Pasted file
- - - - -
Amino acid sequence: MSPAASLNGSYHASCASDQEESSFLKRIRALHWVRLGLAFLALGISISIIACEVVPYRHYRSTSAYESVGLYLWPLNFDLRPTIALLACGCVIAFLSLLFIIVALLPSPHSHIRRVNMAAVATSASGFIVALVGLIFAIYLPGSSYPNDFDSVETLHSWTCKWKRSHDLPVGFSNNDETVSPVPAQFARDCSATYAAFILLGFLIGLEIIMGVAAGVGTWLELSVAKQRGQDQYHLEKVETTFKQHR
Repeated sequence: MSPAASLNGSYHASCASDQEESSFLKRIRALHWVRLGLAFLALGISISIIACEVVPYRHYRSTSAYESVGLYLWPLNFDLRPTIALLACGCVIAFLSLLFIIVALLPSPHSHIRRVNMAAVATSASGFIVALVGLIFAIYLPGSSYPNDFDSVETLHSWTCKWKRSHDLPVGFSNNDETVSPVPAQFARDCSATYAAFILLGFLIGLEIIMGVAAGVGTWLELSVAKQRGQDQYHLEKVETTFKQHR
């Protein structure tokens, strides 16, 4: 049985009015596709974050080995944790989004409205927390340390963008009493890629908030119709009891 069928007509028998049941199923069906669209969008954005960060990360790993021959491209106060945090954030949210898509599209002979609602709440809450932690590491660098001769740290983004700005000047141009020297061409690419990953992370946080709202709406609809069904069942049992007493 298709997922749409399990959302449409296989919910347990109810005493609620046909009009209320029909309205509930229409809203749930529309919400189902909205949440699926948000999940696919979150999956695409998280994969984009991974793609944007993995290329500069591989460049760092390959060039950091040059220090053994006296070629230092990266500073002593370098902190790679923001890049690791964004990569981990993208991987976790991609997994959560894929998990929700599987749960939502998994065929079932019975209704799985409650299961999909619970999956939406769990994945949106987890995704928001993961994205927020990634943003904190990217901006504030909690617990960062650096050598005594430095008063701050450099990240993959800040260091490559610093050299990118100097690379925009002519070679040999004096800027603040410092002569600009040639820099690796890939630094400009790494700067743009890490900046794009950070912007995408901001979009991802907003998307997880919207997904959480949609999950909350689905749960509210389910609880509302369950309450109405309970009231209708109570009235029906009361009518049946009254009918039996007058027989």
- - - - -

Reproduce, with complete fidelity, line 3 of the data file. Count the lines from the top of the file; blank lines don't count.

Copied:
């Protein structure tokens, strides 16, 4: 049985009015596709974050080995944790989004409205927390340390963008009493890629908030119709009891 069928007509028998049941199923069906669209969008954005960060990360790993021959491209106060945090954030949210898509599209002979609602709440809450932690590491660098001769740290983004700005000047141009020297061409690419990953992370946080709202709406609809069904069942049992007493 298709997922749409399990959302449409296989919910347990109810005493609620046909009009209320029909309205509930229409809203749930529309919400189902909205949440699926948000999940696919979150999956695409998280994969984009991974793609944007993995290329500069591989460049760092390959060039950091040059220090053994006296070629230092990266500073002593370098902190790679923001890049690791964004990569981990993208991987976790991609997994959560894929998990929700599987749960939502998994065929079932019975209704799985409650299961999909619970999956939406769990994945949106987890995704928001993961994205927020990634943003904190990217901006504030909690617990960062650096050598005594430095008063701050450099990240993959800040260091490559610093050299990118100097690379925009002519070679040999004096800027603040410092002569600009040639820099690796890939630094400009790494700067743009890490900046794009950070912007995408901001979009991802907003998307997880919207997904959480949609999950909350689905749960509210389910609880509302369950309450109405309970009231209708109570009235029906009361009518049946009254009918039996007058027989």